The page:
Nutrition: What it eats

Sceloporus occidentalis are a crucial point of interest in food webs of the habitats in which they dwell.  For the most part, these spiny lizards feed on invertebrate insects found in and around grasses, fences, logs and stumps.  Some invertebrates include flys, spiders, ticks, grasshoppers, scorpions, and their personal favorite, crickets (Nafis, 2013).  In one particular study done by Laura S. Inouye and her team, Western Fence Lizards were given three food sources to test for trophic consumption and accumulation of lead.  This study showed that while the lizards preferred house crickets in laboratory settings and tolerated sow bugs and mealworms, they completely rejected earthworms.  The refusal was so evident that in 14% of the recorded observations, individuals would actually bite into the earth worms then quickly retreat from their meal (Inouye et al. 2006).  Jonathan M. Chase conducted a different study in which they measured the population density of grasshoppers in numerous areas.  Abundance of such grasshoppers drastically decreased in typical habitats of S. occidentalis which is not contrary to hypothesized beliefs.  The findings of such a study result in even larger implications, lack of grasshoppers in these areas results in amplification of plants and shrubs because the insects are not there to consume such resources (Chase, 1998).  Ultimately this would be optimal for the lizards providing better protection.            

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In order to obtain these varying species as their prey, Western Fence Lizards acquired certain characteristicsSceloporus occidentalis are known for their tremendous speed and jumping ability which is crucial in the respect of catching their prey (Nafis, 2013).  They have evolved a large head and tremendous bite force which has proven to be more effective in the process of catching and keeping their prey (Buckley et al. 2010).  However, scientists have inquired that the maximum bite force that is measured in these lizards is far larger than necessary for the invertebrates that they consume.  One would conclude that this uncanny bite force would only be necessary to consume much more physically demanding prey.  Observations have attested to occasional cannibalistic characteristics in which some S. occidentalis individuals may consume smaller lizards, including but not limited to their own species (Nafis, 2013).  This particular behavior may be able to explain the seemingly unnecessary bite force maximum.  However, these factors are not the only ones defining their prey.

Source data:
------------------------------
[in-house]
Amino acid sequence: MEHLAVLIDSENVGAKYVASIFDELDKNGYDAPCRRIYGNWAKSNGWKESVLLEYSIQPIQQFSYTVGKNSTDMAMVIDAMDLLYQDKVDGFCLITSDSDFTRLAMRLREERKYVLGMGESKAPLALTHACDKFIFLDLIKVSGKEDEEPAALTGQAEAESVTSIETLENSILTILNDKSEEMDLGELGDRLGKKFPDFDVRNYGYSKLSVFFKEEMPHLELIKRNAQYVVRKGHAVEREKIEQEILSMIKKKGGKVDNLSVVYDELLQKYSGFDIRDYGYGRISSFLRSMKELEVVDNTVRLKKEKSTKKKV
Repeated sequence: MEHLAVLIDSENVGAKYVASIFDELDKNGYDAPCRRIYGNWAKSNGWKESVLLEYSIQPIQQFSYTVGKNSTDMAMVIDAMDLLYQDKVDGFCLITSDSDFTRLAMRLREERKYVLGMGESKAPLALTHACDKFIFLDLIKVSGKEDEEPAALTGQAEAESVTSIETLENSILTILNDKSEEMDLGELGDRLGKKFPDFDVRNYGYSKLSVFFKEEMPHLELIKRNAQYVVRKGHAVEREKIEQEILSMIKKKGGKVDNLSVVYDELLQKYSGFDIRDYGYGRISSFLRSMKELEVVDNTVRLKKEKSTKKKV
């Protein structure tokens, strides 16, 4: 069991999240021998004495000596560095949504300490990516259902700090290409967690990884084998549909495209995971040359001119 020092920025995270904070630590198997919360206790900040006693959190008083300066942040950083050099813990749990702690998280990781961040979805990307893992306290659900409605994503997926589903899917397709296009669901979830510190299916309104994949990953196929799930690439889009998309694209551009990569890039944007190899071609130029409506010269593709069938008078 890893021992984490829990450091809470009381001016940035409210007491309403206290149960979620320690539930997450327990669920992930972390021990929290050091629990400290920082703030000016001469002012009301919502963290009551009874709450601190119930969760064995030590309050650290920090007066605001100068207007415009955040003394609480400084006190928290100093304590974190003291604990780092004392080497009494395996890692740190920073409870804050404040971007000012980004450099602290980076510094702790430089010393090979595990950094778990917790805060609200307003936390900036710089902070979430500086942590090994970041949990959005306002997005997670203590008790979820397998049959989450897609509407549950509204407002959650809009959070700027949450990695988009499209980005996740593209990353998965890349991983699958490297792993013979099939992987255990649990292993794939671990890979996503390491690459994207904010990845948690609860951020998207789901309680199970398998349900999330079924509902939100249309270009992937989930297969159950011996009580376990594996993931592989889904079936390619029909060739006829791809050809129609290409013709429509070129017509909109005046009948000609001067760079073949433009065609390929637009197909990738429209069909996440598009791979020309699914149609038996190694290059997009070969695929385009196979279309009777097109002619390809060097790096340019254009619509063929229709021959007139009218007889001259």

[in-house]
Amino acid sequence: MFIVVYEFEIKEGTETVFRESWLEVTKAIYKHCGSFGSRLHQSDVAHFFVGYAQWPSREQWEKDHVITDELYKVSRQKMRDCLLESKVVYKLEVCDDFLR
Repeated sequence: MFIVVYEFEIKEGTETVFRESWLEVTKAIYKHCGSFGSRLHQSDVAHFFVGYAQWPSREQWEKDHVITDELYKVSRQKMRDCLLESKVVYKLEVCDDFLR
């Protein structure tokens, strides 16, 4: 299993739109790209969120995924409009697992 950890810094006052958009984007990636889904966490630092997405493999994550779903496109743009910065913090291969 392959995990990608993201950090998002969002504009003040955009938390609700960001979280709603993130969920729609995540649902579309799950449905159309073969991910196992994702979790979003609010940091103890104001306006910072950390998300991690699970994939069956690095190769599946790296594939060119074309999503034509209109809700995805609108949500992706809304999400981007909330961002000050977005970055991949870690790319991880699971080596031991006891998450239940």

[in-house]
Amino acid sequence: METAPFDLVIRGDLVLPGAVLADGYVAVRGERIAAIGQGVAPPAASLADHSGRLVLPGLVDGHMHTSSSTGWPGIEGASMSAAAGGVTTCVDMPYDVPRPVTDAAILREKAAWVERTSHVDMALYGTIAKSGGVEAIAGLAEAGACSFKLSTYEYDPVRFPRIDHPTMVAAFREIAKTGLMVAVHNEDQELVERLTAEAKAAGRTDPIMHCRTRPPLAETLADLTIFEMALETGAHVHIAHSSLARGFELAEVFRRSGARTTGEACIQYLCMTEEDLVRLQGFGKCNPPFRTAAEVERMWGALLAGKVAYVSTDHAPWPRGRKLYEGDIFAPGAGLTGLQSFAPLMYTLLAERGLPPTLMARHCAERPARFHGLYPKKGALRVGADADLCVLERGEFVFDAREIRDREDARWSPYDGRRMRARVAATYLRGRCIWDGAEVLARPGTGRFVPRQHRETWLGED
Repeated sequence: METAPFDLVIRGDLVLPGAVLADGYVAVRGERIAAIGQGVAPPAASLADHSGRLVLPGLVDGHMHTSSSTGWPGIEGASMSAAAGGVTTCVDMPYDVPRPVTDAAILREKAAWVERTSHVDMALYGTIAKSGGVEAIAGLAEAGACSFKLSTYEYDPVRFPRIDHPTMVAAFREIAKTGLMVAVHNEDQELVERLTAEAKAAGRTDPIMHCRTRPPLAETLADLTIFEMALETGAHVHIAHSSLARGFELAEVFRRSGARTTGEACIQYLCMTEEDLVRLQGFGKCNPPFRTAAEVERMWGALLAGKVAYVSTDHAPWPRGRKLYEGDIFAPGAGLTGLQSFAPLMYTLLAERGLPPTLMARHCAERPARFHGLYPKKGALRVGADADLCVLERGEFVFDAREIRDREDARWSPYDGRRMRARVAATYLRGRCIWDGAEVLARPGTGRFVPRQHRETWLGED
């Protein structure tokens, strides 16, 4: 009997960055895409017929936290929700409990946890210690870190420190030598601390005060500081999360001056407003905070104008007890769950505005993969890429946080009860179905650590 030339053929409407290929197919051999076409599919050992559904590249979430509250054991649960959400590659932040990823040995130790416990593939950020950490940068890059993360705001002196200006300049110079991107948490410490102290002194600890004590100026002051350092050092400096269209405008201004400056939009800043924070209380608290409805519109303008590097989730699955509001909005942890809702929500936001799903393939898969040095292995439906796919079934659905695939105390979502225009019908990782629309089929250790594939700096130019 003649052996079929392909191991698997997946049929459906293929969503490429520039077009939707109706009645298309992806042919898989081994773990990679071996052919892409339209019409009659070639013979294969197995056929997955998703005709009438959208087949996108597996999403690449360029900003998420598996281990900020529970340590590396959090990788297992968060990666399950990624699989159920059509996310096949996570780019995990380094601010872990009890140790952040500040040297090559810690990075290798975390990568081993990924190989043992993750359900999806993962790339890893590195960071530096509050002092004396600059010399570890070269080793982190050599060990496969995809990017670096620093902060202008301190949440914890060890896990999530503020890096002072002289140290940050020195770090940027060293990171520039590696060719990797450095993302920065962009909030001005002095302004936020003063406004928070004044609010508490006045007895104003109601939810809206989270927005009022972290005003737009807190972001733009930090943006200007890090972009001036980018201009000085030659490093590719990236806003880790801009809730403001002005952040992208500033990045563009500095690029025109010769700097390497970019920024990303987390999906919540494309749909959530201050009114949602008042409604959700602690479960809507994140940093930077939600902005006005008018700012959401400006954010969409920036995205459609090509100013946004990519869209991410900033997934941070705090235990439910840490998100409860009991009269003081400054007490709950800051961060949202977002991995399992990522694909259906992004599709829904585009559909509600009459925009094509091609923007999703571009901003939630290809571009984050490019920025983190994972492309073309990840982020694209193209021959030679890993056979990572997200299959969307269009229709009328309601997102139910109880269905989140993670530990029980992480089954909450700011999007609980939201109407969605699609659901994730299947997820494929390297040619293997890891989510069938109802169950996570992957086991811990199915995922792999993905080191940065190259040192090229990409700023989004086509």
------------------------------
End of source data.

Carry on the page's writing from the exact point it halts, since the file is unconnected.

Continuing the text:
For Sceloporus occidentalis, size can also be a determining factor in what and how they eat.  In a study executed by Barbara R. Rose and colleagues, mean prey size selection varied between lizard species but even more surprisingly, within the Western Fence Lizard species alone.  Rose’s data shows that mean prey size of S. occidentalis ranges from 1-34 mm in adults and 1-13 mm in juveniles.  While there is substantial overlap, the adults’ prey range is much larger than that of the juvenile.  Prey size variation is shown in age but not in sex.  This particular study showed no significant difference in prey size or selection in males versus females (Rose, 1976).            

Whether its grasshoppers or crickets, the interactions that S. occidentalis have with their prey are crucial to the niche in which they occupy.  What they eat and how they eat it is an extremely important topic of study in the lizard’s habitats.  Hopefully further research can help them optimize their diet in a way that is beneficial for their surroundings.

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